How do you handle multiple CPython builds?

(Cheryl Sabella) #1

I was asked in an email how to work on various GitHub release branches at the same time. For example, working with the master branch and a 3.6 branch. I have read snippets in other messages about how some individuals manage this, but I thought it might be helpful ask in a central location to establish best practices. Hopefully this will generate some dialogue and we’ll all learn something.

Please note that I’m not asking about IDEs, editors, git workflow in general, etc. I’m just asking how you run multiple versions of Python (from source) simultaneously. If you want to talk about how you also manage multiple downloaded versions (or pre-installed versions) in addition to builds, then I think that can be helpful as well. OS might be helpful in this discussion.



(Zachary Ware) #2

I like to use git worktree for this (for anyone familiar with hg share, it’s basically the same thing). It essentially allows several checkouts of the same repository to share the object store, but no two worktrees are allowed to have the same branch checked out at the same time (though the same commit can be checked out under different branch names). In my view, this is the gold standard for running multiple versions from source at once, and is completely platform independent; I do the same on macOS, Linux, and Windows.

For example, I tend to check out my code from cd ~/code/; the initial clone is in ./master (git clone master), then from cd ./master I can run for branch in 3.7 3.6 2.7; do git worktree add ../$branch; done (though I would probably just do each individually as I need it).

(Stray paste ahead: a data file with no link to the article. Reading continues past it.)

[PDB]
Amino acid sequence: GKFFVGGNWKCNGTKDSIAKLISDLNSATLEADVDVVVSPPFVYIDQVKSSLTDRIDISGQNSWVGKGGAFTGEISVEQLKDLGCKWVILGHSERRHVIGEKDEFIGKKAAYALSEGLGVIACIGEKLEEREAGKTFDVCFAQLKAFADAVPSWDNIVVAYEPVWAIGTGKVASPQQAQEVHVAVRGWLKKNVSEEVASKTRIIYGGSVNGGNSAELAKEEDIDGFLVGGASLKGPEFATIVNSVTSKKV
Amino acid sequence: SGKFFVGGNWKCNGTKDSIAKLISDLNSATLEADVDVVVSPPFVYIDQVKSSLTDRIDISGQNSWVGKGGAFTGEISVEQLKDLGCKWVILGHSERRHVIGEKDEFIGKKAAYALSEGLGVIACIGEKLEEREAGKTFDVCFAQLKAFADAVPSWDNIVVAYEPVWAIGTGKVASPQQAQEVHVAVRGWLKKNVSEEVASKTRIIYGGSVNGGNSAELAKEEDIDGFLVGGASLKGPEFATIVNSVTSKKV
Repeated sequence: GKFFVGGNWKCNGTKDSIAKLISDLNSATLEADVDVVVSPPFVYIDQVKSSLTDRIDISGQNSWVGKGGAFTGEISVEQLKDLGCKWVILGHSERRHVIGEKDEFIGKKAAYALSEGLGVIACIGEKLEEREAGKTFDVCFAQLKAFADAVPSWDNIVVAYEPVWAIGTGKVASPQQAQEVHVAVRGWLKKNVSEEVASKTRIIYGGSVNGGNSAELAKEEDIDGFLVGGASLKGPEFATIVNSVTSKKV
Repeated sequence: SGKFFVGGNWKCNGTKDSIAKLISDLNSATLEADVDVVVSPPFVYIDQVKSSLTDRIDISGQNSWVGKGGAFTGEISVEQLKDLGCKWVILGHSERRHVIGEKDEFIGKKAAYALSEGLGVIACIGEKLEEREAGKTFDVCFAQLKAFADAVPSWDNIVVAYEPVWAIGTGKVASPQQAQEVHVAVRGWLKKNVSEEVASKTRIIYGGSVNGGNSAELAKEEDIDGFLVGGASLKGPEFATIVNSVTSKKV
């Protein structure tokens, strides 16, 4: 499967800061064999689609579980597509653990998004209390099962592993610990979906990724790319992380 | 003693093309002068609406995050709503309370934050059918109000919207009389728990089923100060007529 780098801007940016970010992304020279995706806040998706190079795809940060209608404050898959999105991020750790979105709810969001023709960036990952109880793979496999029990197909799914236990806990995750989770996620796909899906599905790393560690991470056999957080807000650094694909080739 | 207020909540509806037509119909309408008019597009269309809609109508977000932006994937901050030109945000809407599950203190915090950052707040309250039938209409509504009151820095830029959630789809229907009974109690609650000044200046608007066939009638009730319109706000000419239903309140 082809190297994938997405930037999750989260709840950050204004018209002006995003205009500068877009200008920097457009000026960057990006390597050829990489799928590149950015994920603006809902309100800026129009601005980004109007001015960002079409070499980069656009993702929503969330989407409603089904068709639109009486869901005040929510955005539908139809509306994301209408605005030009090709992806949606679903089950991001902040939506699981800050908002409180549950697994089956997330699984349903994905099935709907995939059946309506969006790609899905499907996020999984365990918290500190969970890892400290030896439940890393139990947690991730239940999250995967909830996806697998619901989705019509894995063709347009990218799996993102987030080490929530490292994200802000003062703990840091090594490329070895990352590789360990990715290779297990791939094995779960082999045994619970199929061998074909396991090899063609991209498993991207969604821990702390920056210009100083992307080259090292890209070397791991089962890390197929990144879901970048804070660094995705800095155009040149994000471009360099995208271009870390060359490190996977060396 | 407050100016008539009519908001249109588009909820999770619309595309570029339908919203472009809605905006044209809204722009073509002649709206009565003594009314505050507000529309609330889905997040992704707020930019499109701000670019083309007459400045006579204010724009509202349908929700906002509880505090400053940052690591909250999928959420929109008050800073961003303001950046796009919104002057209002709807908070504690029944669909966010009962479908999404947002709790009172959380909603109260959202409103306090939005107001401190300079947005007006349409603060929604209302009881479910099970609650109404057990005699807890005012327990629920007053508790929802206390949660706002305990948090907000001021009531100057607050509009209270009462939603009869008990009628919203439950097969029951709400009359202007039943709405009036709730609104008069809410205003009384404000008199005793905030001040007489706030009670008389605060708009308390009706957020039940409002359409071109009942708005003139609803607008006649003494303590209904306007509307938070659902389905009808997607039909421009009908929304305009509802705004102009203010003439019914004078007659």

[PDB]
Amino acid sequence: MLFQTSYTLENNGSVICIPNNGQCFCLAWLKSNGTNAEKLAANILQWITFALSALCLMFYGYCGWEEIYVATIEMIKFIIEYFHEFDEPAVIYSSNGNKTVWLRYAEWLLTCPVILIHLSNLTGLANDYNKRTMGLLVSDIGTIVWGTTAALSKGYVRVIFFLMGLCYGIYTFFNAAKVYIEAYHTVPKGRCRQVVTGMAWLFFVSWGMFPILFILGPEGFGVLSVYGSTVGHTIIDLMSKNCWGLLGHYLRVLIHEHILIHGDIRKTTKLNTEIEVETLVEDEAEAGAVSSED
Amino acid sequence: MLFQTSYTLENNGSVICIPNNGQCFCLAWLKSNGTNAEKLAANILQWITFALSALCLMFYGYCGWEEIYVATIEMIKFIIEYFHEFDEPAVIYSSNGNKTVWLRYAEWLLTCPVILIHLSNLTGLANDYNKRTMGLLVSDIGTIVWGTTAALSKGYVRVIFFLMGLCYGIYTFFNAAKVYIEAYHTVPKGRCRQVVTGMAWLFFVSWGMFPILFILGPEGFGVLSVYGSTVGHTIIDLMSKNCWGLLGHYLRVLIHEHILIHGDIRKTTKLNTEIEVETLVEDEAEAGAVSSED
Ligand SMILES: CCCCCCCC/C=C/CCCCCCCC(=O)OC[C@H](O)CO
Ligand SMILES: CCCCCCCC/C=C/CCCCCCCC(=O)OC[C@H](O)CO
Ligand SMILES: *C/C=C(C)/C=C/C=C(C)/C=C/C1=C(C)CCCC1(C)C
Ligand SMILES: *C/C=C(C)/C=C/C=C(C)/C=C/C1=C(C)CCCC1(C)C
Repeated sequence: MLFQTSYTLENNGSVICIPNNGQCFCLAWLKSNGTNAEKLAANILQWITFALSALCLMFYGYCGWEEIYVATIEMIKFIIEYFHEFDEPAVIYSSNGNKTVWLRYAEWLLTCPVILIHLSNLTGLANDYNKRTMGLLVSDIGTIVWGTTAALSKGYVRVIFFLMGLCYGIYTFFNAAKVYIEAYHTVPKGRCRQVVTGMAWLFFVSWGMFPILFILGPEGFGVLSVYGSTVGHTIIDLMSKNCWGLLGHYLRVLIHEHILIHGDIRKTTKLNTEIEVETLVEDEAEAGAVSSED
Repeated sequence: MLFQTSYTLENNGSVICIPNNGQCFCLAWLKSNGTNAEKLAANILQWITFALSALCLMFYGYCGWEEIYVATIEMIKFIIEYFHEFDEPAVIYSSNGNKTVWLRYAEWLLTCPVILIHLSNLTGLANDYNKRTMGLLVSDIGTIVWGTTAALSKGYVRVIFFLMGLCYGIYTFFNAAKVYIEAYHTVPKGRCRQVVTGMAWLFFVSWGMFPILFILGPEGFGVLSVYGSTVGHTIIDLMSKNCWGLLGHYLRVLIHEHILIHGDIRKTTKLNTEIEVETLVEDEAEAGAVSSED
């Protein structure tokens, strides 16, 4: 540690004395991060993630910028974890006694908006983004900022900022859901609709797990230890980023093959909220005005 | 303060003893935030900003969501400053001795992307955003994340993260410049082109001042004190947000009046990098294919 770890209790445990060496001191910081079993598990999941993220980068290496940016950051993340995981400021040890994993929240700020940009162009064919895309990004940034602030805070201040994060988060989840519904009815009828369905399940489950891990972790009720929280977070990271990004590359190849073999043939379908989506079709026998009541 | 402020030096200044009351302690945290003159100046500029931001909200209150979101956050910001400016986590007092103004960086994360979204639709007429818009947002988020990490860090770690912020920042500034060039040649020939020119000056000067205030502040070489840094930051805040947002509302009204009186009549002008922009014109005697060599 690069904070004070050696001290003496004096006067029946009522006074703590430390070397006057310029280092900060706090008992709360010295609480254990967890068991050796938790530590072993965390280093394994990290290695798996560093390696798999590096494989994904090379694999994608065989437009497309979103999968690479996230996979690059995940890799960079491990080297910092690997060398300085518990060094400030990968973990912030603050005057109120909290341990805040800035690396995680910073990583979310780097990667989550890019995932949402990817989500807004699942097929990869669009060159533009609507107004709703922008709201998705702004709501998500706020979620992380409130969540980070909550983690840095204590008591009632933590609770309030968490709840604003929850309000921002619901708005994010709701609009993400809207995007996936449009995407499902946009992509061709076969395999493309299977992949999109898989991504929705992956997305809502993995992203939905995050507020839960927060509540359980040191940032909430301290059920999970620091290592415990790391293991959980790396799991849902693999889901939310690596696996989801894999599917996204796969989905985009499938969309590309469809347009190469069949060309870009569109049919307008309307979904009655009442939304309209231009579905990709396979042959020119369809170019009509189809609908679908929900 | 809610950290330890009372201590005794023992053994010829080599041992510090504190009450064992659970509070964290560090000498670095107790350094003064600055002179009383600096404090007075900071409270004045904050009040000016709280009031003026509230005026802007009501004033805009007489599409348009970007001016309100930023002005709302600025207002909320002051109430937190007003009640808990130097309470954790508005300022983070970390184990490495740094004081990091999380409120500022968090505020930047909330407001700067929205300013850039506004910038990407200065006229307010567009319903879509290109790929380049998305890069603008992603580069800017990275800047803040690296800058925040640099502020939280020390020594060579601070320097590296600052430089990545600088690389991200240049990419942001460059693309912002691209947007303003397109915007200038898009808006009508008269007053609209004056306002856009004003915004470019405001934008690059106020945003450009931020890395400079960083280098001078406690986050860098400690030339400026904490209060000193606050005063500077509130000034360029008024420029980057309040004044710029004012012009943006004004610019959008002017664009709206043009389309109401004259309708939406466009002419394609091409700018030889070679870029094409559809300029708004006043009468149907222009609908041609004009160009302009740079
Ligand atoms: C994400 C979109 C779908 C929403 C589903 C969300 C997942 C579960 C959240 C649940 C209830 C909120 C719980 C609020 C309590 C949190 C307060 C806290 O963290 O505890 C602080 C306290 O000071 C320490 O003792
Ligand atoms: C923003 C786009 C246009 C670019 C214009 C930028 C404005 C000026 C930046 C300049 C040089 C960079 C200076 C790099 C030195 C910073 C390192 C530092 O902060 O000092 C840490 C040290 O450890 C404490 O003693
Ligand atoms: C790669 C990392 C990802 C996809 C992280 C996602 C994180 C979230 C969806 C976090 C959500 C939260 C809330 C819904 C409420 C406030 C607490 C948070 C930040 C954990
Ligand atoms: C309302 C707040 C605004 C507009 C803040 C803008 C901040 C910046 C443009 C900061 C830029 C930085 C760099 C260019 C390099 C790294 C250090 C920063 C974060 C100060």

On the other hand, there’s not nearly as much need to keep individual checkouts for each branch anymore, unlike in our old hg workflow. Now it’s simple enough to run make distclean (or git clean -fdx if there’s nothing untracked that you want to keep), check out the branch you need, and rebuild afresh on the occasions when a non-master build is needed. This doesn’t help with actually running two versions simultaneously if that’s what you need, though.


(Nathaniel J. Smith) #3

Many people don’t realize that python’s build system on Unix allows seperating the build directory from the source directory. I always do builds in a separate directory, both for general cleanliness (keeps source files and build artifacts separate; makes it harder to accidentally mix artifacts from different builds), and because it lets you have multiple independent builds simultaneously.

For example:

$ mkdir my-build-dir
$ cd my-build-dir
$ ../configure <options here>
$ make

The trick is that whatever directory you’re in when you run configure becomes the build dir, which is where you run make and where all the build artifacts end up. This doesn’t have to be the source directory; it can be any directory.

(This actually works for most projects that use the classic configure; make pattern, not just python.)

The build dir does refer back to the source tree when building; this doesn’t give you independent copies of the source files The ideal case is when you have multiple builds with different configure settings (e.g. different compiler flags). If you want to use this to work on multiple branches simultaneously, it can be a bit awkward – you have to make sure you only run make in your py36 build dir when you have the py36 branch checked out in the source tree, but there’s nothing that enforces this. @zware’s solution is probably less error-prone for this case. But it can work, and you can also combine the two approaches.


(Joannah Nanjekye) #4

Thanks @zware and @njs that was very helpful. Thanks @csabella for the bail out.


(Gregory P. Smith) #5

I haven’t really gone beyond the multiple build dirs approach myself. I regularly wipe out build dirs if I’m unaware of their state as compile times are so fast today. The git worktree sounds intriguing, will try! Thanks for the idea.


(Nathaniel J. Smith) #6

Be careful, or the next patch you write will turn out to need before/after benchmarks with PGO enabled…